Pro Tip: A handy dandy tool for PSI is a digital tire pressure gauge. Many pumps will have a gauge built into them, but often they can read inaccurately, or the gauge becomes inaccurate over time. A digital tire pressure gauge is easy to read and sensitively accurate.

Tubeless vs Tubed Bike Tires

Whether it’s tubeless or has an inner tube, your tire set-up is a personal preference along with your bike tire choice. But there are pros and cons to each which you should be aware of. 

A tubeless tire setup is designed to allow the tire and valve to seal on the rim of your wheel without losing air. While setting the tubeless tire, pour a liquid, tire-specific sealant into the tire. Sealant is tubeless tire magic; it fills any small punctures (generally any puncture size under ¼”), thus keeping your tire from losing air! To go tubeless, you either need tubeless-ready wheels or use a tubeless conversion kit with your current wheels.

Need help going tubeless? Bring your bike to one of our Epicenter Cycling locations! Our professional bike mechanics will get you set up quickly. 

While tubeless tire set-ups are faring more on the side of popularity, there are still advantages of riding with a tubed setup. Riding with a tubed tire setup means that there is an inflated rubber tube inside of your tire. This inner tube should match the size of your tire’s diameter size (26”, 27.5”, or 29”). 

Let’s look at the pros and cons of tubeless and inner tube setups: 

Inner Tube Pros

Setting up tires with tubes is easier and faster.

Worldwide, there are more bikes with tubes, so it’s easy to find replacement tubes almost anywhere.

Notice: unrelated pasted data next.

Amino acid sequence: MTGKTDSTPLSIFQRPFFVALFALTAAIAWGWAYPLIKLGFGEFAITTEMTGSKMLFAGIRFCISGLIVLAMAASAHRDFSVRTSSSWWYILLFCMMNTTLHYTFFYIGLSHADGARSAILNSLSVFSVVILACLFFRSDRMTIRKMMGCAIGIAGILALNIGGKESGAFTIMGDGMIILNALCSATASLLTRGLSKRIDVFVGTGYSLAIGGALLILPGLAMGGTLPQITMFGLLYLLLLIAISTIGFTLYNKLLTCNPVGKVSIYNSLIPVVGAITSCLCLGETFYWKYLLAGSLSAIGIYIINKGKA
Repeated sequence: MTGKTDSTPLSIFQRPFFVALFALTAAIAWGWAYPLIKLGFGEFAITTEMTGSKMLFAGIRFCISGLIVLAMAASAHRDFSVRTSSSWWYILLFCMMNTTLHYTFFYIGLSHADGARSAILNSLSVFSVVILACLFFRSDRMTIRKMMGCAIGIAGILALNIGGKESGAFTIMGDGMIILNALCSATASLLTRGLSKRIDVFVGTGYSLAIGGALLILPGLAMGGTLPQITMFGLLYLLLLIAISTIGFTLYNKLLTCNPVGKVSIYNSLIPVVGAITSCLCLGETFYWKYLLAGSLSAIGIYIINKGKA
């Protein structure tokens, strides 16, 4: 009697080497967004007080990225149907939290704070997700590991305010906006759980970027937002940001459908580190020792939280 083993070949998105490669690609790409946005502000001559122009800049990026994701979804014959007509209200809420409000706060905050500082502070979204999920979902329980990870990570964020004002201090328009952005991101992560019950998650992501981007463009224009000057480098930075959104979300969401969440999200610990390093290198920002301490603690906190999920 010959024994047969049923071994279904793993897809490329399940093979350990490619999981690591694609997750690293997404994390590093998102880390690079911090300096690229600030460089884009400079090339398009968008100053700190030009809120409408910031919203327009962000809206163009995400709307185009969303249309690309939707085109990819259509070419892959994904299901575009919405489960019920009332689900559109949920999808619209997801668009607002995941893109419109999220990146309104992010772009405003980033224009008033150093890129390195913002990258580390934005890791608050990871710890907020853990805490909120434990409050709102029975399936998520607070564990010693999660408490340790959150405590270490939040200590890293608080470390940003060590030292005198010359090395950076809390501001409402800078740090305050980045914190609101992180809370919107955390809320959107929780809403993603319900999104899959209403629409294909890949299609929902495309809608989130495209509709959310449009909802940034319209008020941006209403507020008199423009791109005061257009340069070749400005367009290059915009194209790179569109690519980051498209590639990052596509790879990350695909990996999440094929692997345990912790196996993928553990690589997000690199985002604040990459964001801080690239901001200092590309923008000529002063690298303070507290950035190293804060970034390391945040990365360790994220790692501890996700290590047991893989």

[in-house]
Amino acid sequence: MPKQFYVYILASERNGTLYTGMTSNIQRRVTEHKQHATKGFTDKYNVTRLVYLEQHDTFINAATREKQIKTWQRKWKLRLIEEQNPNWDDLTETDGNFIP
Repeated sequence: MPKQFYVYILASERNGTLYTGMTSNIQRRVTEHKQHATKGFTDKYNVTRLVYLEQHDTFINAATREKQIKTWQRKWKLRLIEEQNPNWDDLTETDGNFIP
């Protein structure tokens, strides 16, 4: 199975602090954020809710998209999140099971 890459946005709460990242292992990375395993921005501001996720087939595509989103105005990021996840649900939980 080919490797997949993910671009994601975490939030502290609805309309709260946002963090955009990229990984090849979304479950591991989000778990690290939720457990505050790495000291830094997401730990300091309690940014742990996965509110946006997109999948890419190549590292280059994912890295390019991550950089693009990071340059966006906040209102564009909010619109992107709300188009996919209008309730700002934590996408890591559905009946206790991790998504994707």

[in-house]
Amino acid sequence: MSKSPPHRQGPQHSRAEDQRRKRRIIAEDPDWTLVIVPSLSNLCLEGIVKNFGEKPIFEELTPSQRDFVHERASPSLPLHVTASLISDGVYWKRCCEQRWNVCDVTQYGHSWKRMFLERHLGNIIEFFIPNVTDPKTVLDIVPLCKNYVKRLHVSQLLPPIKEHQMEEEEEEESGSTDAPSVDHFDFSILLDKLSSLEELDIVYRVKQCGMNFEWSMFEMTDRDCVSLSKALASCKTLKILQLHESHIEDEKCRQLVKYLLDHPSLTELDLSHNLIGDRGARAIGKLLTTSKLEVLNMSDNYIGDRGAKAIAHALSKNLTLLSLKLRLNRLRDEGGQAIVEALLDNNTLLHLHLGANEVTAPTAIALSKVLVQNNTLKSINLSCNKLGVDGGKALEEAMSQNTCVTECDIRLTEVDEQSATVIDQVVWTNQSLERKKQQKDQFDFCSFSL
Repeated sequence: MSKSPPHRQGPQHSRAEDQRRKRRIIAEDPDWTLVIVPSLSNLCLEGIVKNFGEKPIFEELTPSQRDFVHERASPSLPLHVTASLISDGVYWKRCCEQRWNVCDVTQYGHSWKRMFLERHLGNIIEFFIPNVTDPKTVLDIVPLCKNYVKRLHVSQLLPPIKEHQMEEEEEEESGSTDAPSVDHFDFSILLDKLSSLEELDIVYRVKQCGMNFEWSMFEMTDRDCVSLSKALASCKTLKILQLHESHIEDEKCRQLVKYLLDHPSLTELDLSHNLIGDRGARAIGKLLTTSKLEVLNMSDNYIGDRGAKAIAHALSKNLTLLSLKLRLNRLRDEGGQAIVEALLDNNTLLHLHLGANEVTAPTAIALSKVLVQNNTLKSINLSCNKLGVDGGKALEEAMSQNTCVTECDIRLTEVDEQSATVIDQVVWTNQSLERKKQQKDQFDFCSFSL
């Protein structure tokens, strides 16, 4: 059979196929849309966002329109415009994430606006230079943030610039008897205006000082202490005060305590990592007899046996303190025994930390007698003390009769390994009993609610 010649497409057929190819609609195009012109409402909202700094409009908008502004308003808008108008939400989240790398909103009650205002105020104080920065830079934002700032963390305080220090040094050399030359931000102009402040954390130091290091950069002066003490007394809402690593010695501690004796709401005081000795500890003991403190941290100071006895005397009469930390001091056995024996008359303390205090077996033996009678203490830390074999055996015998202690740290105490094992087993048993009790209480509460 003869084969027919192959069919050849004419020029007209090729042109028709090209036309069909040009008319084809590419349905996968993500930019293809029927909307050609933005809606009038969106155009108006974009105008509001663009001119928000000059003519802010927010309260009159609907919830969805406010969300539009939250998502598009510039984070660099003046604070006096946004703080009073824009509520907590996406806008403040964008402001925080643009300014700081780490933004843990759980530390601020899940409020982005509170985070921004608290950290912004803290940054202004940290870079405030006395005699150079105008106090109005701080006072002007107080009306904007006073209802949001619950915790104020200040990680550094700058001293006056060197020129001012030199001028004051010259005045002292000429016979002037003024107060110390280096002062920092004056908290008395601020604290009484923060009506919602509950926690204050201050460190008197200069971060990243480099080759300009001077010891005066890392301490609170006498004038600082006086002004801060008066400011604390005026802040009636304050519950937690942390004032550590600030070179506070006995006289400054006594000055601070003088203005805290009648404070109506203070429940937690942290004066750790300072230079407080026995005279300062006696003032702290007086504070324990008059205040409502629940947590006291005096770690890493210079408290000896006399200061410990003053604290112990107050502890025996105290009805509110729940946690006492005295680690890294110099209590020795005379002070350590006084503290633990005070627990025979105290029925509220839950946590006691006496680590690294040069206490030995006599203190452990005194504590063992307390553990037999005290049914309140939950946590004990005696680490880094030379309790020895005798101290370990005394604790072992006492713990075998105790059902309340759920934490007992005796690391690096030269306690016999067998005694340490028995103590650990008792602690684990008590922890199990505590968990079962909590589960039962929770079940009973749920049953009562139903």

Patching a tube is easy. 

All tires and wheels are designed to use tubes. 

Road bikes ride better with tubes than tubeless due to the tendency to run high tire pressure.

Inner Tube Cons

Must run more tire pressure to avoid pinch flats. 

Tires with tubes are heavier than tubeless. 

You’ll likely ride slower. While having to run more pressure in your tire to avoid flats, you’ll also experience less traction and thus are more at risk for washing out on your bike. 

Tubeless Pros

You will have fewer flats on average than riding with a tubed tire. 

You can run less tire pressure, have more traction, and ride smoother. 

Tubeless is lightweight. 

Often can repair a flat without taking the tire off the rim. 

Tubeless Cons 

They are more expensive and can be tedious to set up. 

You should still carry a tube on a ride in case you flat. 

Maintenance is more frequent (ex. sealant dries out, and occasionally punctures continue to leak air despite the liquid sealant in the tire).  

Tire burps are more frequent.

Fixing a Flat

Flats happen. Bike tires are quite durable these days, but trail and road conditions can still present an unlucky scenario that leads to a flat tire. Bike mechanics will tell you one of the most important repairs you should know is how to fix a flat bike tire. So let’s guide you through the steps.

If you skimmers don’t feel like reading through a list of instructions, no worries.  We’ve got the perfect video on how to repair a flat from Trek. Click here to watch!  

These instructions are for fixing a rear tire flat. The steps are the same for a front tire but easier since you don’t have to move the chain and gears.

Tools and Materials Needed: A multitool, two tire levers, a spare tube, and a pump. 

1. Keep your bike upright and shift into your most difficult gear.

2. Stand on the non-chain side of the bike and remove your back tire by loosening the quick release or thru axle on the rear wheel. Hold the wheel down with one hand and lift your bike from the wheel with the other hand.  

3. Grab your tire lever with the scooped end. Work this end of the lever underneath the edge of your tire. Then attach the hooked end of this lever to the nearest spoke.